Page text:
Will we have a truly Historic NRC meeting?

Mr. Collins,

Thank you so much for your call this morning regarding the next NRC meeting on San Onofre. I believe we both seek to have a truly excellent quality public meeting to discuss the serious problems confronting the health and well being of our Southern California communities that SONGS presents.

I appreciate you accepting our input so willingly. With the goal of having a truly historic and beneficial public meeting I submit this idea for your consideration. To let all parties have a set at the table. Meaning a table for the NRC, SCE, “US” (citizens group leaders & 2 experts), & Elected Officials, so that we can all make a short opening statement and “take” and “answers” questions from the audience. The best way do to this is a category 3 meeting, which you told me on June 18 is your call.

My hope is you will take this idea under serious consideration for the most successful NRC meeting ever. It is my hope that we can work together for a safe future
for all Californians.

Warm regards,

Gene Stone

Mr. Collins Region IV NRC

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4 Responses to Will we have a truly Historic NRC meeting?

  1. CaptD says:

    To: Mr. Collins,
    (As I posted on the NRC San Onofre Official Blog) http://wp.me/p1fSSY-KD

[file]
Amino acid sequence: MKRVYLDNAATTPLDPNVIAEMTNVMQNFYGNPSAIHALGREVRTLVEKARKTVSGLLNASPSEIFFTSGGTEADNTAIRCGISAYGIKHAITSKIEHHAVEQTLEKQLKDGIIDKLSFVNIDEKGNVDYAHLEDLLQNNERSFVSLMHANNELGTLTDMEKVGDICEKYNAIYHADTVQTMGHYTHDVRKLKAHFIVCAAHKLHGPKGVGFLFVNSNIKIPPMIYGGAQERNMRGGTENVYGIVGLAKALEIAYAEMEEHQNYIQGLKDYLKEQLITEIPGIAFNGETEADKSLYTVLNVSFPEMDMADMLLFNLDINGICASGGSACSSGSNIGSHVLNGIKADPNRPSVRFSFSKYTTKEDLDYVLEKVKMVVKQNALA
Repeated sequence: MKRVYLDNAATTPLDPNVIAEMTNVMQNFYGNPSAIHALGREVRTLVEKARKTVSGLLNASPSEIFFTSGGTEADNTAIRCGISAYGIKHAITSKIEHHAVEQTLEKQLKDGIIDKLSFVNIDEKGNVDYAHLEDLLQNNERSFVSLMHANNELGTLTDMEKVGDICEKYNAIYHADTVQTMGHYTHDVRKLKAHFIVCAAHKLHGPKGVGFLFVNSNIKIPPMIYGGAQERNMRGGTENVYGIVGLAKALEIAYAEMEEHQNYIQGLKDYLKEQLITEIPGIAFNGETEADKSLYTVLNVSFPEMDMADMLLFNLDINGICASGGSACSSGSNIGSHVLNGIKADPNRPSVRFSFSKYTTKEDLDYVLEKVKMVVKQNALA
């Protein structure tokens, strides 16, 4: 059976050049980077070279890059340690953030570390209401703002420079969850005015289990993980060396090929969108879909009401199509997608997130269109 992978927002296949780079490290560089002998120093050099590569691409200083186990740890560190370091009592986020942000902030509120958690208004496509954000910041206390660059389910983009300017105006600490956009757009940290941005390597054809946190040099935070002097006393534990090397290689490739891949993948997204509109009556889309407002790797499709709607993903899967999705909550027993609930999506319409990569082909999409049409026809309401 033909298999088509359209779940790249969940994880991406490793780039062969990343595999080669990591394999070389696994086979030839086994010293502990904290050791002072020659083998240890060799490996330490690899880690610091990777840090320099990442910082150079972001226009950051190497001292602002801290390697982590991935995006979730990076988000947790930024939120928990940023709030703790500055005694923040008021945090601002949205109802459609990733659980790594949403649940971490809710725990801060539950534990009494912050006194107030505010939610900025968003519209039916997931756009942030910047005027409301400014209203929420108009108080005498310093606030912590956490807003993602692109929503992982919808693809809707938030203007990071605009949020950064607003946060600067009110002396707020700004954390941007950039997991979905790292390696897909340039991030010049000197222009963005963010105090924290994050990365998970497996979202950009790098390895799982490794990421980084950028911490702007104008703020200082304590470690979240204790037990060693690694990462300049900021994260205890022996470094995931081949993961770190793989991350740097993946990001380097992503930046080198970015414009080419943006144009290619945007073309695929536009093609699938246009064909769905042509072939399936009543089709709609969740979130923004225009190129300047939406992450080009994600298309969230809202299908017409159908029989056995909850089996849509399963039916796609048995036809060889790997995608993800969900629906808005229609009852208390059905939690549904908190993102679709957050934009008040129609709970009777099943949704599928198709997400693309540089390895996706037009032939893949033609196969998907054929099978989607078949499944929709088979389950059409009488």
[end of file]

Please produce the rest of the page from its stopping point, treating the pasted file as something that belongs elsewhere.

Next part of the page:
RE: “We are now looking at dates and a location for another public meeting to be held in the vicinity of the plant.”

    Meetings should be held in every City within the 50 mile Evacuation Zone of the SORE (San Onofre Reactor Emergency) since everyone living there could be affected! To hold a meeting in only one City prevents all those that would like the opportunity to express their concerns the right to do so! Until all those that have a chance to address the NRC, the NRC should not allow any restart schedule to be finalized because to do otherwise makes these meeting(s) nothing but a NRC PR dog and pony show… As a PR Professional, I’m sure you would not want a few NRC employees in Region IV speaking publicly for the NRC without receiving the OK from your office and or the Head of the NRC.

    Not only do many in SoCal have legitimate concerns but there are also a large number of technical issues and questions that need to be considered by NRC staff that have a huge effect on how safe these reactors were when they were restarted with “questionable” modifications that were and continue to be a concern to both the NRC and all those living “downwind”…

  2. CaptD says:

    Here is a JPEG file of the wind rose from the Jan. 2011 San Diego County Nuclear Emergency Response Plan superimposed over the 160 mile evacuation zone contemplated by the former Prime Minister of Japan Naoto Kan and his nuclear experts in the early days of the triple meltdown at Fukushima Daiichi in March 2011 when TEPCO was about to abandon the out of control power plant.
    The map says that the surrounding public (most of So. California) is at the mercy of the wind in the event of a nuclear disaster at San Onofre. The long arrows that point SW and SSW represent the offshore winds at night but those winds turn onshore when the inland areas heat up in the morning. Those arrows are deceiving.

    The public needs to know this information. It is in stark contrast to the 10 mile EPZ (red dot) that the Inter-jurisdictional Planning Committee in Orange County uses to plan for a nuclear disaster at San Onofre.